GSA Annual Meeting in Phoenix, Arizona, USA - 2019

Paper No. 123-23
Presentation Time: 9:00 AM-6:30 PM


AZMI, Iffat, Department of Geology, Kansas State University, 108 Thomson Hall, Manhattan, KS 66506-3201 and GOLDBERG, Karin, Kansas State University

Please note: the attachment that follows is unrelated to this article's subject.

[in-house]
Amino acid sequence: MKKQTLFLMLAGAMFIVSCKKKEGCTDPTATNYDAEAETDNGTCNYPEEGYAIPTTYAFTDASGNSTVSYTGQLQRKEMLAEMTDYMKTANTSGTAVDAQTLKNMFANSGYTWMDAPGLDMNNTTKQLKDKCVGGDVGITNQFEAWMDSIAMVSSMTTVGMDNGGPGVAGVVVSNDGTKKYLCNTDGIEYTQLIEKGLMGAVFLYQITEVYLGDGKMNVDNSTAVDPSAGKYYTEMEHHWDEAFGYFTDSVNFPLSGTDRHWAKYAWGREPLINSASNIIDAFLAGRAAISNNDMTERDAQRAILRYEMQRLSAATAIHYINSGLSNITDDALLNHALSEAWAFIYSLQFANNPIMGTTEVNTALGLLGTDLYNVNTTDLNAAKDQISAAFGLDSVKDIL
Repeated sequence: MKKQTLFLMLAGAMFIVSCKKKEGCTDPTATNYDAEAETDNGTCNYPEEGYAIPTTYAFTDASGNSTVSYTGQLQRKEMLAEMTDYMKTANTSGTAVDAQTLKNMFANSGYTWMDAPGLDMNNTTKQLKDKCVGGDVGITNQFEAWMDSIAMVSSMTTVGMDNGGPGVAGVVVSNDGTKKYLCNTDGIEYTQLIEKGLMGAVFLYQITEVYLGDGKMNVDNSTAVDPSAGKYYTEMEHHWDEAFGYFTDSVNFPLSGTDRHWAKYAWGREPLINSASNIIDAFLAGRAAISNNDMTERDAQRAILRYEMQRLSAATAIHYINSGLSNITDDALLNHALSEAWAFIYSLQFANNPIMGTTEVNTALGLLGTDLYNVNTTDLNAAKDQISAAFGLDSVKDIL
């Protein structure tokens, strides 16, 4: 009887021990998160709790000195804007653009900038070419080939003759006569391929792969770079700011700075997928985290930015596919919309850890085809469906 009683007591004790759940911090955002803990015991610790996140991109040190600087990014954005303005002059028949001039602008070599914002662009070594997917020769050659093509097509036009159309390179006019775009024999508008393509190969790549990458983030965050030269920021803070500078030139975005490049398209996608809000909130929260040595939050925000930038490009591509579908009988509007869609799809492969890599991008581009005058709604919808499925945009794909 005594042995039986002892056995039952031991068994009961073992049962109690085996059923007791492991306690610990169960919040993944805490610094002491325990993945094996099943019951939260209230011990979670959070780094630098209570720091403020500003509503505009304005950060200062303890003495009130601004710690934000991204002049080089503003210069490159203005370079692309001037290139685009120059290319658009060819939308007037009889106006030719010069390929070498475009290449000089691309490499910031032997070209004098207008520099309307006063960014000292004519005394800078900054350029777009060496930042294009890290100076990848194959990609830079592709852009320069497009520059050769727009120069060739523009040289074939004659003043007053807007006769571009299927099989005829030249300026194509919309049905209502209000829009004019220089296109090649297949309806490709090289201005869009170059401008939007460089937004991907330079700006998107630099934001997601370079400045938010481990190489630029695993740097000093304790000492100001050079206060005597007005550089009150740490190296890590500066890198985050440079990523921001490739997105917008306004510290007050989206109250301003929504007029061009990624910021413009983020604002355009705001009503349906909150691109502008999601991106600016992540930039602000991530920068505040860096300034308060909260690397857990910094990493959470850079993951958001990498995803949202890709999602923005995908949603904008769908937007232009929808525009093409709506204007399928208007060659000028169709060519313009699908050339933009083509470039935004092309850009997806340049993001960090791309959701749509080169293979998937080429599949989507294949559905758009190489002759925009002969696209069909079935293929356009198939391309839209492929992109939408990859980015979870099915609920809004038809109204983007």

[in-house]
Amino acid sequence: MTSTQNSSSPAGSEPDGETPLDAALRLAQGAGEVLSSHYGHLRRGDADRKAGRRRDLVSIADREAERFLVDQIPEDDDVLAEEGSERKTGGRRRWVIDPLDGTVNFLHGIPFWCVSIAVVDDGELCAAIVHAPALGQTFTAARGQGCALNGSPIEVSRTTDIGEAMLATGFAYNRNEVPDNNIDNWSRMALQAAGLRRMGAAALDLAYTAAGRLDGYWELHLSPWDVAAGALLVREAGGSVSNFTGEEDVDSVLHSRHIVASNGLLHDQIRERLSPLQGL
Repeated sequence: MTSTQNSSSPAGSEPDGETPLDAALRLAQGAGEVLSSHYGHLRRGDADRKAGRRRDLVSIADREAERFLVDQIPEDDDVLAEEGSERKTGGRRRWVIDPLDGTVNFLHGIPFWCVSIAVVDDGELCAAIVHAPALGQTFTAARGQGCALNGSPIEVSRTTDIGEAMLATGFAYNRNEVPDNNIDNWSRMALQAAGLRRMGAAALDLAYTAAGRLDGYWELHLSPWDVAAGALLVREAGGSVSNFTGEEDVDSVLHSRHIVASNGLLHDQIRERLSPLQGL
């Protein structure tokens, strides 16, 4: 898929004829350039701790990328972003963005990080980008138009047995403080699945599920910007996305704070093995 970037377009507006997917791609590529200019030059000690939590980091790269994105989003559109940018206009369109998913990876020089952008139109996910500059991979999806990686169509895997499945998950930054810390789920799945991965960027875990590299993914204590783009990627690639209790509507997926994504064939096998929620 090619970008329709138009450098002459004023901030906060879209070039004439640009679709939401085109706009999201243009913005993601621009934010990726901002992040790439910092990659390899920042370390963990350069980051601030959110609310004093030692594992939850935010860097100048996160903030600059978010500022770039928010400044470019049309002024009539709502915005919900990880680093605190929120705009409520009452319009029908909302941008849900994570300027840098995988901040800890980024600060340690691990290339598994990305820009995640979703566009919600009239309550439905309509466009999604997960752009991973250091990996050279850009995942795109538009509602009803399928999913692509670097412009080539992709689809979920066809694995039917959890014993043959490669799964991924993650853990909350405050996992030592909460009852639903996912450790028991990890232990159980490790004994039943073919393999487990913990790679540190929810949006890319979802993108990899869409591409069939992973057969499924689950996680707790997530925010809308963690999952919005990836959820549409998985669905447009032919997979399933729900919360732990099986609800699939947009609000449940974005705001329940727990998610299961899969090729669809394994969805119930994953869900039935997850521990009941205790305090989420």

The Midcontinent Rift System (MRS) formed a half-graben that extends into NE Kansas. The Precambrian rift succession, penetrated by Texaco Noel Poersch#1 (NP#1) well in Washington Co. at depths between 2846 and 11300 ft, comprises two successions. The lower one (11300-7429 ft) is dominated by clastic sediments, and the upper one (7429-2846 ft), composed of mainly volcanic rocks, what suggests a radical change during rift evolution. This study aims to identify lithofacies and facies associations to recognize depositional conditions during rift evolution in Kansas. A detailed facies analysis was carried out in discontinuous cores retrieved from the lower, clastic succession (5395-11300 ft deep). Facies attributes (lithology, grain size, sorting, composition, sedimentary structures, type and degree of cementation) were described at 1:30.5 scale and recorded in a sedimentary log. Sixteen lithofacies were grouped into six facies associations: eolian, fluvial, alluvial fan, fan delta, mudflat, and lacustrine facies associations (F.A.). Changes in the facies associations and bedding orientation, associated with the occurrence of igneous intrusions throughout the studied interval, reflect the dynamic arrangement, with rotation of tectonic blocks during deposition and variable subsidence rates. At the base (11296-10504 ft), fluvial and eolian F.A. are replaced by lacustrine and mudflat ones, forming a transgressive cycle. Between 9965 ft and 8050 ft, a transgressive-regressive cycle is represented by fluvial and eolian F.A., overlain by lacustrine and mudflat, and back to fluvial and eolian F.A. A third transgressive cycle is represented by a change from eolian to alluvial fan and mudflat F.A. between 7568 and 7151 ft, and finally to fan delta and lacustrine F.A. between 5406 and 5395 ft. Recurrent transgressive cycles, frequent igneous intrusions and changes in bedding orientation point to the importance of tectonic efforts as a major control on sedimentation in rift basins. Rift evolution controlled the deposition of the sedimentary package in the MRS in Kansas by increasing subsidence rates and base level during periods of intense tectonic activity that resulted in transgression. Climate changes from arid to humid, and vice-versa, also exerted significant control in F.A.